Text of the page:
What a day, 2 new countries, 400 miles
|Eagle’s Nest (Hitler’s summer home?)
|Znojmo, Czech Republic
|Miles Driven Today
|Total Trip Mileage
|New Countries visited Today
|Austria, Czech Republic
|Countries visited on trip
|US, Canada, UK, The Netherlands, Germany, Austria, Czech Republic
I’m at a little more than 2700 miles, just the distance across the US, and I’ve done it in 3 weeks. Not a super-fast pace, but not slow and lethargic either.
One quick thing…
Before we get started with a log of today, I thought I’d show you another example of the level of detail and planning that I did to prepare for the trip. I knew that I’d sometimes wake up groggy, and I knew that there’s a right way to do everything, so I purchased some socks that are optimized for balance, and performance. Can you see the enhancements?
I knew that today would be a pretty long day, so I got up at 5:00, packed, loaded the bike, and had breakfast at 6:15, before hitting the road at 6:45. I arrived in the Czech Republic, at the Pension at just about 5:45 PM.
Traveling to Eagles Nest
While driving on Route 304, I came upon a road sign that looked to me like a detour sign, but once again, since I don’t read German, I went around it. In the video, you’ll notice the signs, which simply have the indicator for Hwy 304 covered with a big red X. Exactly what the hell does that mean?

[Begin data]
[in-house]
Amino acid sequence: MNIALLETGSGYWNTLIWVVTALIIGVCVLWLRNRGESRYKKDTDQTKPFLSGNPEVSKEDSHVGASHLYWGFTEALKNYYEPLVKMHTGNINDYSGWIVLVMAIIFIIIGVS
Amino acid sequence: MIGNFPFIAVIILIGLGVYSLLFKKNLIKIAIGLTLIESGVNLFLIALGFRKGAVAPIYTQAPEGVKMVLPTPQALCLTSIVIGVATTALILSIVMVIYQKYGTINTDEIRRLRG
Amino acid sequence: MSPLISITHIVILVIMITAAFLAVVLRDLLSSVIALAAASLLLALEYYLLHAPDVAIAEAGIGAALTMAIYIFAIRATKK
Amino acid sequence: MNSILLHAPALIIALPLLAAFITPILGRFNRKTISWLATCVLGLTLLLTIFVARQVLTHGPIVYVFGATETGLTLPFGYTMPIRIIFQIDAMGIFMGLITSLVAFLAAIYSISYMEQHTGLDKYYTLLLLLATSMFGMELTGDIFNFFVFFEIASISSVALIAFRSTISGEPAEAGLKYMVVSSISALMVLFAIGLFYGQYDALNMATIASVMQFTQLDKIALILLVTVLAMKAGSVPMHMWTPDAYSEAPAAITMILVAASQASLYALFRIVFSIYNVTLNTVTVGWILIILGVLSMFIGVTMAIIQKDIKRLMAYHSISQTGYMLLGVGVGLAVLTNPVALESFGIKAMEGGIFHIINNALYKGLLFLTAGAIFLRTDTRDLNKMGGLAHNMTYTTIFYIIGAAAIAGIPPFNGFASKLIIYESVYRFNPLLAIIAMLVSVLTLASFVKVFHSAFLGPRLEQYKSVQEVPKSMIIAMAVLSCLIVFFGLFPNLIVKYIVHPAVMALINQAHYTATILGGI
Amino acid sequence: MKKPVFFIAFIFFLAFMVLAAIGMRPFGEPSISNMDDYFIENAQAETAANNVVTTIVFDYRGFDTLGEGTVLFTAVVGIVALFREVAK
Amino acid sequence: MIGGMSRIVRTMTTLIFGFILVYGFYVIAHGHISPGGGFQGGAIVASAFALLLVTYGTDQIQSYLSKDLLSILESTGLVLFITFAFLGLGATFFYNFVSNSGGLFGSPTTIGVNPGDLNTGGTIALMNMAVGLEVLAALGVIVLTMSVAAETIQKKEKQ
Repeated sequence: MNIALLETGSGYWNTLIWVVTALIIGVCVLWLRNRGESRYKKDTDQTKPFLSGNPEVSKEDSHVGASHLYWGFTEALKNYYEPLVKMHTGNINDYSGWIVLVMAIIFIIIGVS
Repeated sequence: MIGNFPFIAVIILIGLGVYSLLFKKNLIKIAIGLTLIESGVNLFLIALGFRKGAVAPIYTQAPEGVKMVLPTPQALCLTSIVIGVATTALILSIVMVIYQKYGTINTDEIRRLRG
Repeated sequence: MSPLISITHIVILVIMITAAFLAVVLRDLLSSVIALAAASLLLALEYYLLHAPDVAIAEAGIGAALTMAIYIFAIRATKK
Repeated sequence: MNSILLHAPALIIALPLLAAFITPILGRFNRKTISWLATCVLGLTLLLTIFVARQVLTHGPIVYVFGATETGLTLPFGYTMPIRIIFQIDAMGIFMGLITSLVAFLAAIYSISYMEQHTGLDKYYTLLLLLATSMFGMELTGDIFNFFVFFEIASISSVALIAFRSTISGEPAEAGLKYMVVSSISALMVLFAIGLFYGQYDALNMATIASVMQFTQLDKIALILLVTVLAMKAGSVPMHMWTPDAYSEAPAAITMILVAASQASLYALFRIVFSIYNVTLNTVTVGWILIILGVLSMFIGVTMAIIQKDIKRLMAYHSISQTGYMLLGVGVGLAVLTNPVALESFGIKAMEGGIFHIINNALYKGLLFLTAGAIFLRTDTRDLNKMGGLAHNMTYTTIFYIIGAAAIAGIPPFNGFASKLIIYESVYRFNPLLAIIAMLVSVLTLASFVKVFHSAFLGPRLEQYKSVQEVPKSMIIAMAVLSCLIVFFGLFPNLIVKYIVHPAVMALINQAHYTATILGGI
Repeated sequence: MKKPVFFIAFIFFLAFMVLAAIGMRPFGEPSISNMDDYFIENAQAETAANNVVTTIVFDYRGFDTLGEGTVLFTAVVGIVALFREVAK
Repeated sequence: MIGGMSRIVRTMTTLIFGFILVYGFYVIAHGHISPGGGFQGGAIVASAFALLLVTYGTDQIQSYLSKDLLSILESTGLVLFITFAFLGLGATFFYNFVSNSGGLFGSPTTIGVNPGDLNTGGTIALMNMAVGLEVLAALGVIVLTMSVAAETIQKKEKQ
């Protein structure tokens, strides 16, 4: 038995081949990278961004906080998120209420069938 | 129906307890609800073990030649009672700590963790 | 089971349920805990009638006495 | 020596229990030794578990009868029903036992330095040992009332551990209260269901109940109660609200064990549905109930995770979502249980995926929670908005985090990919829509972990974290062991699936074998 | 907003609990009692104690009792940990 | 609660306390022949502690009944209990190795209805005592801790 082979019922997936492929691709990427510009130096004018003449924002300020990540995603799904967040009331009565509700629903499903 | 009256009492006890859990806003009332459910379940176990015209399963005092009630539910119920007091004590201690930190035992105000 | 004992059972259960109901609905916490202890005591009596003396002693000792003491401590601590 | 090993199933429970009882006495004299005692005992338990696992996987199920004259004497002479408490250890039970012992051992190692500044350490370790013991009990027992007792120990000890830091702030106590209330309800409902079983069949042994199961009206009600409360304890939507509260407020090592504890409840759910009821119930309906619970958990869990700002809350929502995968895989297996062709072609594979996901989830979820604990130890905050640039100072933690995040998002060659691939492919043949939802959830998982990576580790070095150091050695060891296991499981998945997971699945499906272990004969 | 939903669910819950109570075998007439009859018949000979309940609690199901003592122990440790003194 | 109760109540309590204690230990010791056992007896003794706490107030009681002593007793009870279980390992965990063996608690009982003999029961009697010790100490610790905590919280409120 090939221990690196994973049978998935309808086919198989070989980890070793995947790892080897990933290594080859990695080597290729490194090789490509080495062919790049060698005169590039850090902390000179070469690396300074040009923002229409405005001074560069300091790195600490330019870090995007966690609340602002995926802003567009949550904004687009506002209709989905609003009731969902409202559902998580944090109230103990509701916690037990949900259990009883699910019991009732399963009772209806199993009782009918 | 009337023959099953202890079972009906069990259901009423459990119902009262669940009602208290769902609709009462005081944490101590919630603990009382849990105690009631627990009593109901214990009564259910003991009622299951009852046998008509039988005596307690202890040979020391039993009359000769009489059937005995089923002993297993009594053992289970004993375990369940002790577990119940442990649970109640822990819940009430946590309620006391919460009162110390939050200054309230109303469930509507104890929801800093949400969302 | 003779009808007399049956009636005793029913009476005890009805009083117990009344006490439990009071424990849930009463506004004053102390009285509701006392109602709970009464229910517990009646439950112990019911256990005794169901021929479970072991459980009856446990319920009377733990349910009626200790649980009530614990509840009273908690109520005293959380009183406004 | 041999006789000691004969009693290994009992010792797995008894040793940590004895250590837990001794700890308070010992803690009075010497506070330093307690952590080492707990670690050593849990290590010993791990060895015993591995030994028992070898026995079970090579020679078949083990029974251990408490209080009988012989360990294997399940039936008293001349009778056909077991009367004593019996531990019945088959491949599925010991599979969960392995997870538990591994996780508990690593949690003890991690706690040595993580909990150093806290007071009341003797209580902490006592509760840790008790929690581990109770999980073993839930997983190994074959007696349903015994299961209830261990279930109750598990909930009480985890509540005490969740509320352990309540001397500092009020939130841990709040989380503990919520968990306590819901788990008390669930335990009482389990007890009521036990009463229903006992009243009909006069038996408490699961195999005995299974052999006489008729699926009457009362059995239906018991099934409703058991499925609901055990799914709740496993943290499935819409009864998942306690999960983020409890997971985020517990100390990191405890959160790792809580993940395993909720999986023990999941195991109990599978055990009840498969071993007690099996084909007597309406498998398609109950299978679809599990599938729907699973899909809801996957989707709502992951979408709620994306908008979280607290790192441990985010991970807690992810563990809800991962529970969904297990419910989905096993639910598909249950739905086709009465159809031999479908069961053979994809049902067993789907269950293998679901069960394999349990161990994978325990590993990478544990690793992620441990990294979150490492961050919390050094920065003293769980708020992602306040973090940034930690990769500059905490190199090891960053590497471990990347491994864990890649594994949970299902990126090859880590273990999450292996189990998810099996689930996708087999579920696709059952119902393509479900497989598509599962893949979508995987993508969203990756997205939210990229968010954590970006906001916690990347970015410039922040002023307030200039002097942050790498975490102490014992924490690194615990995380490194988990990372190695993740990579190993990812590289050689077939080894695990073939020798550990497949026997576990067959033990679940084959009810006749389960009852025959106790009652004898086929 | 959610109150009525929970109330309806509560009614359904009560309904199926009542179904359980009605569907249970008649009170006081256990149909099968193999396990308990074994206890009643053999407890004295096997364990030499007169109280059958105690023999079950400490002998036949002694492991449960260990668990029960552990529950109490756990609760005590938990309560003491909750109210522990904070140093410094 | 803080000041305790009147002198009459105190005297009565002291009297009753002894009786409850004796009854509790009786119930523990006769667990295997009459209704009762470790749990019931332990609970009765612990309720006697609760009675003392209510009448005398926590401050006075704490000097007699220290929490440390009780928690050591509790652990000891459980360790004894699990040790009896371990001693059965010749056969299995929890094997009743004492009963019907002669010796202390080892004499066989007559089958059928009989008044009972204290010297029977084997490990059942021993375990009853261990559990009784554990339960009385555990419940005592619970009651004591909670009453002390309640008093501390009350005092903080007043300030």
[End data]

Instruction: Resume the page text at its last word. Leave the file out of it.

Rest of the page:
I then traveled about 3 miles, until I began to see numerous signs that indicated that highway 304 was closed, at some distance down the road. But, none of the signs indicated what the problem was, or where it is. So, it was impossible to tell the GPS to route around it, as I simply didn’t have enough information. But, I figured I’d just have to figure it out.
My first reroute was behind a truck, which you’ll see at the end of the video, and who seemed to be dealing with the same problem as I was. So, it was a safe bet that he knew where he was going. So, I followed him for a while, and then turned off, following my GPS’s suggested route.
Well, the GPS was good, but not good enough. As it turned out, I arrived in the town of the obstruction, just at the point of the detour, which turned out to be a bridge that was being rebuilt. So, there I sat, for a few minutes, trying to decide what to do.
After 3 minutes, a guy on a bike was approaching, and I asked if he spoke English, and he said that he did. He then acknowledged my dilemma, and said that the route around the problem is long and complicated. But, since I had a motorbike, maybe I could use another route, which he would show me. I followed him for 2/10 mile, and he then showed me how to cross the bridge, as if on foot.
it worked perfectly, and probably saved another 30 minutes or so, but in any case, I’m very glad to have met Wolfgang, who is a kindhearted soul, with a big smile, and (of course) some local knowledge.
As I was getting ready to ride to the Eagles Nest, Wolfgang did his best to express to me that I would be crossing the little alps, and sometimes, the weather can be very bad. If I should come upon bad weather (Wolfgang suggested), I should turn around, and try another route. More on this later.